How to “Weird Up” Your Characters in Fiction

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“There are many ways to enter a story,” said Sue Ring deRosset. “Character is one way.”

The author shared how to bring fictional characters to life during her workshop “From Flat to Round to Lumpy: How to ‘Weird Up’ Your Short Story Characters” at Old Town Library on Saturday, Oct. 21 as part of Poudre River Library District’s second annual Fort Collins Book Festival. She led about 30 participants through a series of exercises, and dissected excerpts from short stories with extraordinary characters.

Where do we get character ideas from? Participants came up with this list: reading; watching people; people we know; work, school, groups we belong to; strangers; acquaintances; newspapers; literature; historical figures to whom we are related, and not; voices; smells; art; photography.

Once you’ve come up with a set of characters, you must figure you what each wants to “conjure, shape, and animate your own creations.” What’s your character’s’ history? To paraphrase Ernest Hemingway, what does your character yearn for with all her might? What drives her?

“The plot rises from the depth of who your protagonist is,” deRosset said. She drew icebergs to illustrate Hemingway’s concepts: the tip of the iceberg is what your readers see of your characters. The rest is everything else you know about them. The novel A Little Life by Hanya Yanagihara contains great examples of introspection and reflection, deRosset said.

She led the class through an exercise in which we chose one person in the photograph accompanying the story “Labyrinth” by Roberto Bolaño, published in The New Yorker: Describe him or her, using both external and internal details: who they are, what they’re wearing, what their facial expression says, what they smell like. What kind of energy does your character give off? What is her talent or hobby? What are her memories, fears? What is her spirituality? What are her relationships? Her decision-making process? What does she want, need?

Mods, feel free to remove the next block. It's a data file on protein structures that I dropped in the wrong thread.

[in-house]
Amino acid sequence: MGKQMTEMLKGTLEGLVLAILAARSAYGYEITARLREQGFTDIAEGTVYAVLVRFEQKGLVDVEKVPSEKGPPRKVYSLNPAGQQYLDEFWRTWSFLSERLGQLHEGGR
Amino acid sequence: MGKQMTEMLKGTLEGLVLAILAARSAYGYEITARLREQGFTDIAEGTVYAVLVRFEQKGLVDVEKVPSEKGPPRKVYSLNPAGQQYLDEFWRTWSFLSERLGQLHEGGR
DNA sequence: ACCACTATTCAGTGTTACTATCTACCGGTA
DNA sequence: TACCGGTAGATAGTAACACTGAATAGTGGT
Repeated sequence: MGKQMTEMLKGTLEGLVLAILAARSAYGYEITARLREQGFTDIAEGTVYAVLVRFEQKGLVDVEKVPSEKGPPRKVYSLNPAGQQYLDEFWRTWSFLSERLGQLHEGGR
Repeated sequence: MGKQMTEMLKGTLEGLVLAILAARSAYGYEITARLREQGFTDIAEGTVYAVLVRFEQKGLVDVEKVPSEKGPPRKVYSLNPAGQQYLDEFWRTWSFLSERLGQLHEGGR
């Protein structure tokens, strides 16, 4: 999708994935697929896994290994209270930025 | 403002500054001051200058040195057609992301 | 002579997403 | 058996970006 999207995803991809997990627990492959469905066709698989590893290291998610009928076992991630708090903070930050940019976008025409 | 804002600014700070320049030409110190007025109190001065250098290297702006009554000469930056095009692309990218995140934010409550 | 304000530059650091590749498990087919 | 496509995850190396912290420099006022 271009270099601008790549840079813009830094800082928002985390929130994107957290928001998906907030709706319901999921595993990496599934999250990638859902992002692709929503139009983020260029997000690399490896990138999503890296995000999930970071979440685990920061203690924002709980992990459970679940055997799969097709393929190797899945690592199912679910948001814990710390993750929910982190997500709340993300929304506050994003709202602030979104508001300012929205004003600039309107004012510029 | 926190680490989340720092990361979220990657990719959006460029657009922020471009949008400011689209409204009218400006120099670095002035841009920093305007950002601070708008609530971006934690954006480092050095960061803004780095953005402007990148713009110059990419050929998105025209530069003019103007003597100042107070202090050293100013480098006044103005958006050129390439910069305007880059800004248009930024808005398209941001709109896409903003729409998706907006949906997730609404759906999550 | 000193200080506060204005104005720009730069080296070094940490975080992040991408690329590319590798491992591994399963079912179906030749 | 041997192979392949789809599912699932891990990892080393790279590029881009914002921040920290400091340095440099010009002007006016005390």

Did you write a sentence that feels true?

DeRosset dissected the two main characters in the 1990 short story “Men Under Water” by Ralph Lombreglia. Here’s a description of the protagonist’s friend:

“…Gunther has no eyebrows, no body hair whatsoever as far as I know; even the large nostrils of his great, wide nose are pink hairless tunnels running up into this skull. His velour pullover is open at the sternum, and the exposed chest is precisely the complexion of all the rest of him – the shrimplike color of new Play-Doh…”

The workshop concluded with deRosset providing Jamaica Kincaid‘s first piece of fiction: “Girl,” published in The New Yorker in 1978. It’s a prose poem in which a girl remembers all her mother’s advice. Kincaid was born in the British West Indies and came to New York when she was 17:

“Wash the white clothes on Monday and put them on the stone heap; wash the color clothes on Tuesday and put them on the clothesline to dry…this is how you sweep a whole house;…this is you smile at someone you don’t like too much;…this is how you smile to someone you like completely; this is how you set a table for tea…this is how to behave in the presence of men who don’t know you very well, and this way they won’t recognize immediately the slut I have warned you against becoming…this is how you bully a man; this is how a man bullies you; this is how to love a man, and if this doesn’t work there are other ways, and if they don’t work don’t feel too bad about giving up….”

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